Walmart’s big open source investment

Walmart’s backing of the Hapi project, an open source Node.js framework, represents a significant financial commitment (over $2m). Why would Walmart be investing in open source options when it could simply pick up some proprietary code from elsewhere? Eran Hammer, a senior developer at Walmart labs lays out some of the reasons for us in a recent blog post. Key to the argument in favour of open source spending is return on investment and as Hammer explains, for the decision to make financial sense first required them “to develop success parameters that enable us to demonstrate the value”.

Once the ROI becomes quantifiable, the expense becomes much easier to justify. Walmart is ready to work in the open precisely because it recognises that it get’s a lot of value for its money that way. In fact, by Hammer’s assessment “by paying developers to work on Hapi full time, we get back twice (or more) that much in engineering value.” Read Simon’s thoughts and interpretation in his Infoworld article.

SAP’s open source journey continues

The stand of German IT superpower SAP might have seemed like a surprising addition to this years OSCON. Announcing its sponsorship of both Cloud Foundry and the OpenStack Foundation, the firm is committed to adding support for its SAP HANA in-memory database to both platforms. In addition, SAP was also promoting its own open source project OpenUI5, a substantial JavaScript UI library it previously delivered as a proprietary project under the name SAPUI5.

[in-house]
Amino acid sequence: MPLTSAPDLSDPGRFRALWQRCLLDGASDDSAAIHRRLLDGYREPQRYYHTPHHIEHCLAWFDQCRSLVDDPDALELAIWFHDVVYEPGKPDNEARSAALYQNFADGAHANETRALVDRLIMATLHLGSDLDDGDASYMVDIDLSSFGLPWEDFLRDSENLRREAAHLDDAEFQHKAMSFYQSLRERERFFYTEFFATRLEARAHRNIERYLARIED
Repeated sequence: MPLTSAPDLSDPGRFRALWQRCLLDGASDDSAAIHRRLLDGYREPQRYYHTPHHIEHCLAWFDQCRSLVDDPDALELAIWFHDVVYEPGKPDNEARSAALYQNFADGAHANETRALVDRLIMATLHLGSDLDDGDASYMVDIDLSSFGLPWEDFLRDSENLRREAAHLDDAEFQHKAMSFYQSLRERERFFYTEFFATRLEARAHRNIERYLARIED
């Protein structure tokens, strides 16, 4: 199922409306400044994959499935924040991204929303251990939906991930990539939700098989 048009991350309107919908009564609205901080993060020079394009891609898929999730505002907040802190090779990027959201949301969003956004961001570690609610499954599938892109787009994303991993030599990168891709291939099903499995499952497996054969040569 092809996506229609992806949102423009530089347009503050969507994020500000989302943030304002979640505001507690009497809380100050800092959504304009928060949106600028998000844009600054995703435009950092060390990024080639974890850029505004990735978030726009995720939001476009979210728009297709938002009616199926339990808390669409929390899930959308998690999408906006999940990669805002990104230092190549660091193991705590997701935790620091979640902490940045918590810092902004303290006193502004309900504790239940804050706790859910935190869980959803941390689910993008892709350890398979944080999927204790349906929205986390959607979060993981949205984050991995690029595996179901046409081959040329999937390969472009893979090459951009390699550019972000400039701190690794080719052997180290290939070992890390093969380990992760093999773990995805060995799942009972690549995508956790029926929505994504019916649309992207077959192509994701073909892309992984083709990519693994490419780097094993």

In previous articles, Simon has explored the idea of a seven stage model of open source adoption by large corporations. SAP’s latest moves to embrace open source more fully demonstrate its progression into the middle stages of the ladder. Whilst there’s still a long way to go, this progression is a welcome development. Read Simon’s full article on InfoWorld.

Is Microsoft To Blame For Malware?

The action law enforcement services have taken against the GameOver-Zeus malware syndicate is great news for a change. In the UK, this was communicated with typical tabloid alarmism, framed as “two weeks to save the world” instead of “unusually effective action by law enforcement”. As a result, UK publications have been posting self-preservation information for their readers.

The BBC’s instructions start with the statement “If your computer does not run Windows, stop right here.” Users of other operating systems like Linux or ChromeOS have nothing to worry about this time, even if they are increasingly likely to be targeted elsewhere. As a result, some have asked whether Microsoft is to blame for all this malware. Continue reading